Getting Started with VRM
When designing a VRM, especially if you plan to mint it with the Mona Marketplace, you will want it to work on as many platforms as possible including Mobile and/or Standalone VRM spaces. For this we are recommending creating your assets for a mobile/VR specification.
If your VRM has a high polygon/material/model count or significant texture size, it will affect how the space will run, especially seeing as there can be up to 100 users in a space at a time! So, make sure to keep within the recommended specifications.
The Maximum specs below will still pass QA, but would not be considered a good avatar for a Mobile/Standalone VR experience (depending on the space and number of VRMs in the space).
*Note how the textures differ from Total and Individual. Total means that all your textures add up to the target textures. So instead of having a diffuse, normal, smoothness/Metallic, and emissive texture at 1024x1024, they would actually be 512x512 each to add up to a 1024x1024.
Individual would be 1024x1024 for each texture type. Textures play the largest part in file size and affect how performant a VRM is in a space, which is very important when it comes to Standalone VR and Mobile platforms.
To get started building a VRM Avatar, you will first need to create a Character. A Character model typically is in a humanoid form but could also be as wild or crazy as your imagination. With Mona, we don't prescribe form.
You will need to model your character in 3D modelling software like Blender, 3DSMax, Maya, etc.
Most of this documentation will assume you already have a character made and ready to add a skeleton, also known as rigging.
There are a number of different methods to create a VRM. The following are two methods that are well documented.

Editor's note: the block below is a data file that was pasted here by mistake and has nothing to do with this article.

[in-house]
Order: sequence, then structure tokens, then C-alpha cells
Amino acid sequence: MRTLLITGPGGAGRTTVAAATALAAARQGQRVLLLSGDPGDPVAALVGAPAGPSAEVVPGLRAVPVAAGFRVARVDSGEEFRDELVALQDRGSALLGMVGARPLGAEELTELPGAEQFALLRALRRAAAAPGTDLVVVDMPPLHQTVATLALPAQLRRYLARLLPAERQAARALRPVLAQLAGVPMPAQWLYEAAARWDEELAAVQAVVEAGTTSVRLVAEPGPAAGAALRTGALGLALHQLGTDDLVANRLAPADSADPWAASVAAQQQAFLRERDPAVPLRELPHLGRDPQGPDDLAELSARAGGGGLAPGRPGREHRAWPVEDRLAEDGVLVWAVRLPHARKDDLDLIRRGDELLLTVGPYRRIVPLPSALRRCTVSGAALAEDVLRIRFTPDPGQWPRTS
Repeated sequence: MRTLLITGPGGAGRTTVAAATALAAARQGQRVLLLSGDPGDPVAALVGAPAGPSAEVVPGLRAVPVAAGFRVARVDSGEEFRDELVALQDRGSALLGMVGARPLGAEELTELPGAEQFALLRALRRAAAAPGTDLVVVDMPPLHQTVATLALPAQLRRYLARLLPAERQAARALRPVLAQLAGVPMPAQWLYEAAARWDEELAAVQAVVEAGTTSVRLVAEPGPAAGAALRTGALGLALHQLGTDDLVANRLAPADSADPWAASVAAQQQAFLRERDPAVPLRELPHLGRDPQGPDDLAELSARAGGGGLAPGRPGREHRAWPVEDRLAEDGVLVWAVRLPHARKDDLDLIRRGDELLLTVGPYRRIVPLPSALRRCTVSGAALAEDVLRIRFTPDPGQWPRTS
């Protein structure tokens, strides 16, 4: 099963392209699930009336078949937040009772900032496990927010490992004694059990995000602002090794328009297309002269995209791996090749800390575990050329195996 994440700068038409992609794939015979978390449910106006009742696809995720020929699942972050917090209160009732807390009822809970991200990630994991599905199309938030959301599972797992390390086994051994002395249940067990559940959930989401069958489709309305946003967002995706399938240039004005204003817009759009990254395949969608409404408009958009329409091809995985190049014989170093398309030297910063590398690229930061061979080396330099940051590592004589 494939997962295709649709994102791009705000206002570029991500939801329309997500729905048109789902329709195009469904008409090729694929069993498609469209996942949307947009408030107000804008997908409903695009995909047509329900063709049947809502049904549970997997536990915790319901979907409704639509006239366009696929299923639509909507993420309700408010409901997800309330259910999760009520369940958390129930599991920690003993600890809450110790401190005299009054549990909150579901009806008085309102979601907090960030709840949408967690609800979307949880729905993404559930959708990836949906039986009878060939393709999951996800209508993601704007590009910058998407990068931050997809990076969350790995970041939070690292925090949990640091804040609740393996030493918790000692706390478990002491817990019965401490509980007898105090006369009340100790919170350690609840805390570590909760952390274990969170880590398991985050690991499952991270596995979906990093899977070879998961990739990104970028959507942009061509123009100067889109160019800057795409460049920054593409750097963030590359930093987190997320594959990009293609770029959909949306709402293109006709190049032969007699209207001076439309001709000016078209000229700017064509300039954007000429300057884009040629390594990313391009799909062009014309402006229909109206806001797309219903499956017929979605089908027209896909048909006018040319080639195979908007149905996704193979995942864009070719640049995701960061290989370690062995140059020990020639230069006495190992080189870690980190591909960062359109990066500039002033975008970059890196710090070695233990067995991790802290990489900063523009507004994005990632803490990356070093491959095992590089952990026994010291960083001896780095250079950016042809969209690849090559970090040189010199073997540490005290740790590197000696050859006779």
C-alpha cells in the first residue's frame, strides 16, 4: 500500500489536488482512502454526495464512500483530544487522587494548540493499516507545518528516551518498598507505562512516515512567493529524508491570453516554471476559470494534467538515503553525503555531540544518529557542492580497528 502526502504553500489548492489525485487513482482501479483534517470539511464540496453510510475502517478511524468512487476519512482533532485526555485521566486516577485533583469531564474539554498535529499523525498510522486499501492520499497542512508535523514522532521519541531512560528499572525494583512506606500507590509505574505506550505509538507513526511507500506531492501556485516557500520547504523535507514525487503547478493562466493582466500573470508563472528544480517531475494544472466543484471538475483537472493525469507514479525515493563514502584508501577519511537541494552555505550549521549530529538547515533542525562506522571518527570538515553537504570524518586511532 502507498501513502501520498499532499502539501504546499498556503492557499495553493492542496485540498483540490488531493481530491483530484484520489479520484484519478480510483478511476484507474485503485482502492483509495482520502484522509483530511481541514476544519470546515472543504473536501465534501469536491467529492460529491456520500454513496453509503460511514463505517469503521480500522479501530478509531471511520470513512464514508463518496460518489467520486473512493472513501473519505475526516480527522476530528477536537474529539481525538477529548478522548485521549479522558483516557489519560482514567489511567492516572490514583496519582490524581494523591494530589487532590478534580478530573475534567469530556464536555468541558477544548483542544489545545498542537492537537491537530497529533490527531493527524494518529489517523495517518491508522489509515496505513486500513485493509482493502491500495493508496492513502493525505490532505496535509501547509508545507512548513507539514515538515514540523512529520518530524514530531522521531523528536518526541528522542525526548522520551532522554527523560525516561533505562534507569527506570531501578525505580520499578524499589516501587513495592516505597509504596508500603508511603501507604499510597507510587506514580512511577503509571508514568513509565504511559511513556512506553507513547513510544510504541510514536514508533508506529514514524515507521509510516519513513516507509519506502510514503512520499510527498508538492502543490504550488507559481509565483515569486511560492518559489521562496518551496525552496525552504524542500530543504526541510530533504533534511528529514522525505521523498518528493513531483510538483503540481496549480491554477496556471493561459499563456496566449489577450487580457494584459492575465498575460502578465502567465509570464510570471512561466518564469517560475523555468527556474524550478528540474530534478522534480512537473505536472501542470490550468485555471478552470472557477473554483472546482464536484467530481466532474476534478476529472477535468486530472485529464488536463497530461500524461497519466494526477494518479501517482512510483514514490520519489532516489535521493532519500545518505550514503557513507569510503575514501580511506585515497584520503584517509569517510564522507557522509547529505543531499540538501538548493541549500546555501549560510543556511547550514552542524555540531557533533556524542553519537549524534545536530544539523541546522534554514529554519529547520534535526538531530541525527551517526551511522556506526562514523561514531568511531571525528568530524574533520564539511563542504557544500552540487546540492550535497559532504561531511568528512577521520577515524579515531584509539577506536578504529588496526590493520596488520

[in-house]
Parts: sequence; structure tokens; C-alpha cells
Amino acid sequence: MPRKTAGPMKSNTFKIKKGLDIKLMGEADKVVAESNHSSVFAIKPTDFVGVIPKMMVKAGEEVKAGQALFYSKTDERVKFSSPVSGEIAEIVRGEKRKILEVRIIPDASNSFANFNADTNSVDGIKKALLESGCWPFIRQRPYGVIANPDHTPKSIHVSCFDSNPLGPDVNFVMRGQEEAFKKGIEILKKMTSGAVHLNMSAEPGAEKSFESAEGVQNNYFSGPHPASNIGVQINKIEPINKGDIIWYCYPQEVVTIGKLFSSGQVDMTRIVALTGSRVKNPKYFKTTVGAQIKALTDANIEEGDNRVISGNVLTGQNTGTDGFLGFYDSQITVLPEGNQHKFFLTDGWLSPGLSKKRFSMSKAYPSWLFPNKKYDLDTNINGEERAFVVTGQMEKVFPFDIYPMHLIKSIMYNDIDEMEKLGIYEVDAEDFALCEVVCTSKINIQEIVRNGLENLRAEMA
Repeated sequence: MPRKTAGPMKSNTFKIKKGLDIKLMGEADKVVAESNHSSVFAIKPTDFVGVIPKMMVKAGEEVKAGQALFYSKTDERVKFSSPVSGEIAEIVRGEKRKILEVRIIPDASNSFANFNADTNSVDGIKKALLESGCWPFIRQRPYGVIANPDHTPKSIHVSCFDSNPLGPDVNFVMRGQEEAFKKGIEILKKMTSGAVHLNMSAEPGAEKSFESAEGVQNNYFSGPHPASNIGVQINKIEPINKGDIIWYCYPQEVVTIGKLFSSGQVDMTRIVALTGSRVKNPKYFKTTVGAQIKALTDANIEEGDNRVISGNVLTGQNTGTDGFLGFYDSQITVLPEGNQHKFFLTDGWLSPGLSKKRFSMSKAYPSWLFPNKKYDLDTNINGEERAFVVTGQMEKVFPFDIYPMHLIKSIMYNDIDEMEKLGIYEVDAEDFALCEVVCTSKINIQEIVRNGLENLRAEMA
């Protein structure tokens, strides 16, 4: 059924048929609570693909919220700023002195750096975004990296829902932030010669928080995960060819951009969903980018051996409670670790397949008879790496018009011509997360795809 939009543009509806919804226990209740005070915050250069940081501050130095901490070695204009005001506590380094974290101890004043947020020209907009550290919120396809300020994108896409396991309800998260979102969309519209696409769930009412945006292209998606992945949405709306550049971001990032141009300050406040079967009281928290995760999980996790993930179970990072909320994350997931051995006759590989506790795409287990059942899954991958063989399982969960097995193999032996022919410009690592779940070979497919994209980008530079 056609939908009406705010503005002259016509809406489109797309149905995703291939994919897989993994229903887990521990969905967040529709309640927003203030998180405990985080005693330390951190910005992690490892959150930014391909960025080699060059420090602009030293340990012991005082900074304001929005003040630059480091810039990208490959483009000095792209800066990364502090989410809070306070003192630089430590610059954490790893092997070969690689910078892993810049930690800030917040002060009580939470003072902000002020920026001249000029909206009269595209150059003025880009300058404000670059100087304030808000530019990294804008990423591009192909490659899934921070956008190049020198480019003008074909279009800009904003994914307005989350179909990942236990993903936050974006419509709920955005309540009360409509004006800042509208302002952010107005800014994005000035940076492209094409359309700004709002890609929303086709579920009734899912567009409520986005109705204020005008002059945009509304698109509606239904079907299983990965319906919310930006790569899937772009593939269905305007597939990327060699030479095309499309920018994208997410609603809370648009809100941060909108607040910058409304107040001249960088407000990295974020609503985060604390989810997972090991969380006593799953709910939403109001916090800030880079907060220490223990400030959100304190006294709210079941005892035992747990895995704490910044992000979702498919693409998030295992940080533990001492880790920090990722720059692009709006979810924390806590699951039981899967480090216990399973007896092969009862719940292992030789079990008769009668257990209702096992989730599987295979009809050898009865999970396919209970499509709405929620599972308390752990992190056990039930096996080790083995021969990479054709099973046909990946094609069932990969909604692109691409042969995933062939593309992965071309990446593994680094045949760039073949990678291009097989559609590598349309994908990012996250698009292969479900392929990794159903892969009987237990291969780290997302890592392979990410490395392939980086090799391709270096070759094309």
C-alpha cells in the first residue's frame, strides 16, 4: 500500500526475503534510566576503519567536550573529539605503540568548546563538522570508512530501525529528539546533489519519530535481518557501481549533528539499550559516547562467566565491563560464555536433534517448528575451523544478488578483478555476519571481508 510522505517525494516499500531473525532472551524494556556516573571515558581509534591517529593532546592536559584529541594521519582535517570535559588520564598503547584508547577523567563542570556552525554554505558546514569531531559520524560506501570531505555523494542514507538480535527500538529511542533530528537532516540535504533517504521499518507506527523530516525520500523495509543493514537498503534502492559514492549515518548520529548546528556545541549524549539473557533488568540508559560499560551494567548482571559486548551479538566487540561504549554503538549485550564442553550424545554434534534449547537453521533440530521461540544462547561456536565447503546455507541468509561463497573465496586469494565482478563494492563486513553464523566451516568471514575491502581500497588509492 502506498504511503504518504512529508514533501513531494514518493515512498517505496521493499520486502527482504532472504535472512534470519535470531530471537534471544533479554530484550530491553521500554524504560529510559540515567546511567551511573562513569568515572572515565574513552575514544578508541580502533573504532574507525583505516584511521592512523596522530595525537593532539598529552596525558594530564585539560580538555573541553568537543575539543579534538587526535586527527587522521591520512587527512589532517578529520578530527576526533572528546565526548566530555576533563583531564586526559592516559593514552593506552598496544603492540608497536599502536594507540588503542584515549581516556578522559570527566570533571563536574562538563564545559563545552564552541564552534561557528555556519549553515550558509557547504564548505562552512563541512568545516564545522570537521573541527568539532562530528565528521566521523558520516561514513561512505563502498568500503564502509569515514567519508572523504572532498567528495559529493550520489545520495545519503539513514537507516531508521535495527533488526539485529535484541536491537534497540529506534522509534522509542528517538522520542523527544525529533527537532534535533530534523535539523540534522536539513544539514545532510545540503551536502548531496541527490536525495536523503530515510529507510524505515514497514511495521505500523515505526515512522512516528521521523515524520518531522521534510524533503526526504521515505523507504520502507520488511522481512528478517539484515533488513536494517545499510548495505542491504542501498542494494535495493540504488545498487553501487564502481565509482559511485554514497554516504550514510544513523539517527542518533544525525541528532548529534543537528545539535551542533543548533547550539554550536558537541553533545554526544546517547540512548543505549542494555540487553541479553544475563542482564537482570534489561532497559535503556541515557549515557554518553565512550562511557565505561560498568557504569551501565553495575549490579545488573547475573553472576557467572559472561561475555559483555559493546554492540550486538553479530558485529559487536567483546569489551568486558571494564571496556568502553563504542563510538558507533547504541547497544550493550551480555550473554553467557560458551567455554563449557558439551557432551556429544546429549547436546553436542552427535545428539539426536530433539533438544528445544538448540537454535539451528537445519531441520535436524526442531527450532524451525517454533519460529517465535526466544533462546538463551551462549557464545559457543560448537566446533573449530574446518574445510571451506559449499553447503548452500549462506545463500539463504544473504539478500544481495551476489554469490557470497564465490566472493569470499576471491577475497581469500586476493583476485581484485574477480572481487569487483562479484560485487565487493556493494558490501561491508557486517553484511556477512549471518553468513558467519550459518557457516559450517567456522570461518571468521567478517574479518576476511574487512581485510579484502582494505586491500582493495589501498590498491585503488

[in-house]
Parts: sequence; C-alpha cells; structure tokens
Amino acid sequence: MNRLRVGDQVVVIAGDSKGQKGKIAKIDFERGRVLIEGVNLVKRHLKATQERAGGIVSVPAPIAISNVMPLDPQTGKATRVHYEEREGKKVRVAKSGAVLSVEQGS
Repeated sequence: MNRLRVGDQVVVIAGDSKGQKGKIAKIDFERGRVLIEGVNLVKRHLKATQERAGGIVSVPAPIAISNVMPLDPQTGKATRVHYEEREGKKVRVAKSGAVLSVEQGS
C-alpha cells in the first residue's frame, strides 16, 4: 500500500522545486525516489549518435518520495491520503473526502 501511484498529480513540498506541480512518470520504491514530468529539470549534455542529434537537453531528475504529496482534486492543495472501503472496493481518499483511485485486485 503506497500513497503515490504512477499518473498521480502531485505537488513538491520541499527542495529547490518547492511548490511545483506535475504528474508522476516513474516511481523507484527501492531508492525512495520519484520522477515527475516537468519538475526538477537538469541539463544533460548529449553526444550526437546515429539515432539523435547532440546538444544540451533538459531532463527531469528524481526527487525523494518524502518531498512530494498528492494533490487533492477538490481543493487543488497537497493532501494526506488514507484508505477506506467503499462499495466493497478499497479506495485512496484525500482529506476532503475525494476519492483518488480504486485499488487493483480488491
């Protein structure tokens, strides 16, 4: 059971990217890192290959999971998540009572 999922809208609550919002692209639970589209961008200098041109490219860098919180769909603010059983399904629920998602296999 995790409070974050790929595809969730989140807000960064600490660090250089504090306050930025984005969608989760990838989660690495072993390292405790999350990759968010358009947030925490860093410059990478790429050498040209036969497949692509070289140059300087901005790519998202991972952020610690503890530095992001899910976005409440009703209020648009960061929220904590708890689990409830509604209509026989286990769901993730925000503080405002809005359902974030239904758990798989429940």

Your avatar is recommended to be in a T-Pose before rigging.
This will reduce issues with the animation of your avatar. It is possible to set your character as a T-Pose using Mixamo (described in the following doc), however it may not look as accurate.
Remember if you are submitting VRMs to the Mona Marketplace, it is important to keep under the requirements specified above otherwise your avatar will potentially slow down a space and/or fail QA.
As there can be a large amount of avatars in a space, it is necessary for avatars to have reasonable specifications. Especially if those assets are going to be used on low end devices such as standalone VR or mobile.
Materials are one sided, meaning a dress would only be visible from the outside, and invisible underneath. One way around this would be to create a simplified mesh going up on the inside so the mesh is double sided. It may be possible to create a custom shader for VRMs that supports double sided materials, but this is also more expensive to compute.
It is recommended not to have nudity on your base character mesh. This applies if your character has a dress and underwear hasn't been considered. The model will probably be seen underneath (when jumping or in high places), so this should be considered when designing your character.
As your model will be animated you will need to consider how the model is created so that the key joints in the body can animate well. This will also improve Mixamo/Accurig process for improved results with fast rigging methods.
Decimation will not create clean edgeloops and therefore the character will not animate well.
Key areas that need clean edge loops include :
- Neck (top/bottom)
- Finger joints
As Mona does not currently use blendshapes this tutorial will skip that functionality (for now), however if you want to use your avatar in platforms that do (such as VRChat) then you can learn more at the following :